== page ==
The UK and U.S. construction industry, with its typically high value or complex disputes and the need for urgent resolution of those disputes, has led the way in developing and implementing new forms of ADR. This tradition continues.
May 1998 heralded the arrival of an untested form of ADR exclusive to the UK construction industry - Adjudication. Several years on, the majority of construction and engineering disputes are resolved through Adjudication, a process that is growing in worldwide popularity. Is it the UK's turn to export to the U.S. its comparatively new and increasingly highly regarded alternative form of ADR?
For those involved with construction projects in the UK and the disputes that invariably arise, Adjudication is available as a contractual (or, by default statutory) right. Experience and knowledge of the procedures, and resultant tactics and strategies to be deployed, is a distinct advantage.
Both in the UK and the U.S. litigation and arbitration have for some time been regarded as being unsuitable for the resolution of construction disputes where 'time is money' and there is a need for quick resolution of disputes, especially for sub-contractors and construction specialists where cash flow is paramount and profit margins often tight. A UK government sponsored review of the needs and requirements of the UK construction industry led to the adoption of Adjudication on 1 May 1998 as part of the Housing Grants, Construction and Regeneration Act 1996 ("the Act").
Adjudication - Provisions Of The Act
The Act applies to all commercial construction operations, to include not just contracts for works but also design, surveying and architectural services in relation to construction operations. Whilst parties to a contract may always agree as a term of contract to resolve disputes by Adjudication, the Act excludes from the definition of construction operations:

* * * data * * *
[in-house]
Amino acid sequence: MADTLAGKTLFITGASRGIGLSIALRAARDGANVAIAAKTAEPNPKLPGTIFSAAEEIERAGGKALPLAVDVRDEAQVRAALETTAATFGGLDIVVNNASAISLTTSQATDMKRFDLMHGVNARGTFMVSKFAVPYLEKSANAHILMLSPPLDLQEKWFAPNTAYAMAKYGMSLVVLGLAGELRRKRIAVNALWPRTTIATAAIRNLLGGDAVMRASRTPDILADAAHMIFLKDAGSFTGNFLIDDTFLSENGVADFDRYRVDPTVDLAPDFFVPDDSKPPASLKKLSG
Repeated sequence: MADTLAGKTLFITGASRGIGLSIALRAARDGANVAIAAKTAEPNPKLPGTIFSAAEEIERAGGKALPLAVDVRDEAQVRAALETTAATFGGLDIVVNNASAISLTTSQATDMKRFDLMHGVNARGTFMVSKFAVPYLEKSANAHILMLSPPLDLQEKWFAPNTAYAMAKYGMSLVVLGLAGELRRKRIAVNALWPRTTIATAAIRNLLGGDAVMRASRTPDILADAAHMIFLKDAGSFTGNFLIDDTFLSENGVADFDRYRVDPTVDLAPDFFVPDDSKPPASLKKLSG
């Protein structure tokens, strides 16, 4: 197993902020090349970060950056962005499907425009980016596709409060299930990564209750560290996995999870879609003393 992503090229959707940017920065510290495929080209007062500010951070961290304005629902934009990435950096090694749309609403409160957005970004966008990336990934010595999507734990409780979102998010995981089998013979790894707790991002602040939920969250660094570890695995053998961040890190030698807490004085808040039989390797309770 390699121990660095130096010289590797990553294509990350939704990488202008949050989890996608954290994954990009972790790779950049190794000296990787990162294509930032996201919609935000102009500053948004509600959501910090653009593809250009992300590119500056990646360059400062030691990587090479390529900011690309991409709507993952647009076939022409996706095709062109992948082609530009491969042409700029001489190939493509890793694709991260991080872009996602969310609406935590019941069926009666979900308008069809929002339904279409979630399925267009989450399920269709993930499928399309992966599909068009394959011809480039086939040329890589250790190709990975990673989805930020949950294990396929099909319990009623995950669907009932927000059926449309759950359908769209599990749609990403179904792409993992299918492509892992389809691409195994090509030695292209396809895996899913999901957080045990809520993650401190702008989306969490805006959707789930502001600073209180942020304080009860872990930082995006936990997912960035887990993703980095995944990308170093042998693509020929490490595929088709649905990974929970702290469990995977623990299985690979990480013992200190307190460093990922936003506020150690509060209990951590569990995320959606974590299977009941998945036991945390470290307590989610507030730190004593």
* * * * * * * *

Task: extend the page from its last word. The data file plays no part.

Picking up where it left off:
All UK standard form construction contracts contain Adjudication provisions.
The need for a written contract
For the Act to apply, the contract governing the construction operation in question must be in writing, whether by formal contract, exchange of letters or otherwise evidenced in writing, for example, minutes of a meeting. Recent court judgements, given in deciding whether decisions of Adjudicators should be enforced, make clear that it is not sufficient for only certain of the agreed contract terms, for example those relied upon in pursuing a dispute through Adjudication, to be in writing. Rather, all agreed contract terms should be recorded in writing, although this does not of itself disallow contracts that include terms of contract implied in a particular contract by reason of statute or industry practice.
To illustrate, Adjudicators cannot consider disputes concerning alleged additional or varied works instructed orally and not in writing, notwithstanding that all other contract terms are in writing.
The need for a dispute
The Act provides an absolute right for a 'dispute' to be referred to Adjudication at 'any time.' This right exists, regardless of what the contract between the parties says, and allows an Adjudication to be commenced during contract works or after those works have been completed or following termination of a contract.
There has been much judicial debate about what constitutes a dispute; should it be found that no dispute has crystallised, there is then no right to refer the underlying issues to Adjudication. The courts have ruled that:
A typical Adjudication procedure is as follows:
Unavailability as and when a dispute arises, and
Lack of professional expertise or experience relevant to the particular type of dispute.
Binding Nature Of The Adjudicators' Decision